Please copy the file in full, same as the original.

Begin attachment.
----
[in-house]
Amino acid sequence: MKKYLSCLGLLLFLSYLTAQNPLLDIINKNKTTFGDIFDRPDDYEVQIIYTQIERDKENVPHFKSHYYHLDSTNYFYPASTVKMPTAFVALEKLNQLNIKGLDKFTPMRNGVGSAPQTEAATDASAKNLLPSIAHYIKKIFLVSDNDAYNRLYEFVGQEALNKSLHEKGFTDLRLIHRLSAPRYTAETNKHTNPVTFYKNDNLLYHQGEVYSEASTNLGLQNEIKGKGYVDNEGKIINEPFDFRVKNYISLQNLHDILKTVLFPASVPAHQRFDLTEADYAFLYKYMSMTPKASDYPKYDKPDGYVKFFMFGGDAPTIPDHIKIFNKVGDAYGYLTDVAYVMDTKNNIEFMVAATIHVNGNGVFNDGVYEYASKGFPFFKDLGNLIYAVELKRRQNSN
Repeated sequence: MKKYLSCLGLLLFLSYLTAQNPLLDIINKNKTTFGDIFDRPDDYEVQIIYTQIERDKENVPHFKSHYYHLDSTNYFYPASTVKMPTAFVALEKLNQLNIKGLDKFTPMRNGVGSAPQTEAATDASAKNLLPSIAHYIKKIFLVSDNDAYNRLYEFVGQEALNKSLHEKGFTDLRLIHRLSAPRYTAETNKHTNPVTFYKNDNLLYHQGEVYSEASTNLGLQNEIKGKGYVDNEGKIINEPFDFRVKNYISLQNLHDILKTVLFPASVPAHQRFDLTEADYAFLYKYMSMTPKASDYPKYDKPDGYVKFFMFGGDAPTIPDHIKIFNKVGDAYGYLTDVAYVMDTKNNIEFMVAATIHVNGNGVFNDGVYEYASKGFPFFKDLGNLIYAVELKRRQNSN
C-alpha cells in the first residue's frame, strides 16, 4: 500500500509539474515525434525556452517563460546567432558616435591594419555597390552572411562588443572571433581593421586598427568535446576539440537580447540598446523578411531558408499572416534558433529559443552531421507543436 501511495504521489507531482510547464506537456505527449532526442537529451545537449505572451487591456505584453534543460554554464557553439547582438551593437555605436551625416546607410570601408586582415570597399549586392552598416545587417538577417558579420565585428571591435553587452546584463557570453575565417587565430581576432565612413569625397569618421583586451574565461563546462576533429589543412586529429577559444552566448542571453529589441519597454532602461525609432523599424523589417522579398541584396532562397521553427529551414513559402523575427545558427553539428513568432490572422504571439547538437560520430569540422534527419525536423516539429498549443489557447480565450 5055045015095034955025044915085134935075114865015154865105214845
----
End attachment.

[in-house]
Amino acid sequence: MKKYLSCLGLLLFLSYLTAQNPLLDIINKNKTTFGDIFDRPDDYEVQIIYTQIERDKENVPHFKSHYYHLDSTNYFYPASTVKMPTAFVALEKLNQLNIKGLDKFTPMRNGVGSAPQTEAATDASAKNLLPSIAHYIKKIFLVSDNDAYNRLYEFVGQEALNKSLHEKGFTDLRLIHRLSAPRYTAETNKHTNPVTFYKNDNLLYHQGEVYSEASTNLGLQNEIKGKGYVDNEGKIINEPFDFRVKNYISLQNLHDILKTVLFPASVPAHQRFDLTEADYAFLYKYMSMTPKASDYPKYDKPDGYVKFFMFGGDAPTIPDHIKIFNKVGDAYGYLTDVAYVMDTKNNIEFMVAATIHVNGNGVFNDGVYEYASKGFPFFKDLGNLIYAVELKRRQNSN
Repeated sequence: MKKYLSCLGLLLFLSYLTAQNPLLDIINKNKTTFGDIFDRPDDYEVQIIYTQIERDKENVPHFKSHYYHLDSTNYFYPASTVKMPTAFVALEKLNQLNIKGLDKFTPMRNGVGSAPQTEAATDASAKNLLPSIAHYIKKIFLVSDNDAYNRLYEFVGQEALNKSLHEKGFTDLRLIHRLSAPRYTAETNKHTNPVTFYKNDNLLYHQGEVYSEASTNLGLQNEIKGKGYVDNEGKIINEPFDFRVKNYISLQNLHDILKTVLFPASVPAHQRFDLTEADYAFLYKYMSMTPKASDYPKYDKPDGYVKFFMFGGDAPTIPDHIKIFNKVGDAYGYLTDVAYVMDTKNNIEFMVAATIHVNGNGVFNDGVYEYASKGFPFFKDLGNLIYAVELKRRQNSN
C-alpha cells in the first residue's frame, strides 16, 4: 500500500509539474515525434525556452517563460546567432558616435591594419555597390552572411562588443572571433581593421586598427568535446576539440537580447540598446523578411531558408499572416534558433529559443552531421507543436 501511495504521489507531482510547464506537456505527449532526442537529451545537449505572451487591456505584453534543460554554464557553439547582438551593437555605436551625416546607410570601408586582415570597399549586392552598416545587417538577417558579420565585428571591435553587452546584463557570453575565417587565430581576432565612413569625397569618421583586451574565461563546462576533429589543412586529429577559444552566448542571453529589441519597454532602461525609432523599424523589417522579398541584396532562397521553427529551414513559402523575427545558427553539428513568432490572422504571439547538437560520430569540422534527419525536423516539429498549443489557447480565450 5055045015095034955025044915085134935075114865015154865105214845